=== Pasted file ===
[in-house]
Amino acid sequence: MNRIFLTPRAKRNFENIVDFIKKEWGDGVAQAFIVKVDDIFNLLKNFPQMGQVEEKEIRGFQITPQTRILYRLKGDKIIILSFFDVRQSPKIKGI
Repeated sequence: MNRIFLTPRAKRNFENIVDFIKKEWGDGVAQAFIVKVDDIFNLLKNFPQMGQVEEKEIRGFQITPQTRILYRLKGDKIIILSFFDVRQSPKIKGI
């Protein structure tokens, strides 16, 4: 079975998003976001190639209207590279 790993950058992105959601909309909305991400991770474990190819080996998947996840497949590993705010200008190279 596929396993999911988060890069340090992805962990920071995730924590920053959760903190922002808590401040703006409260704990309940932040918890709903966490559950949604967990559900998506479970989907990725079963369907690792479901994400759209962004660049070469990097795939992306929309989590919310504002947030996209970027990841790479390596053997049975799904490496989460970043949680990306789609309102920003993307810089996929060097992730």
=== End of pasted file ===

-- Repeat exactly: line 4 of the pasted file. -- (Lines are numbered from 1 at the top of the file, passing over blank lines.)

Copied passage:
């Protein structure tokens, strides 16, 4: 079975998003976001190639209207590279 790993950058992105959601909309909305991400991770474990190819080996998947996840497949590993705010200008190279 596929396993999911988060890069340090992805962990920071995730924590920053959760903190922002808590401040703006409260704990309940932040918890709903966490559950949604967990559900998506479970989907990725079963369907690792479901994400759209962004660049070469990097795939992306929309989590919310504002947030996209970027990841790479390596053997049975799904490496989460970043949680990306789609309102920003993307810089996929060097992730």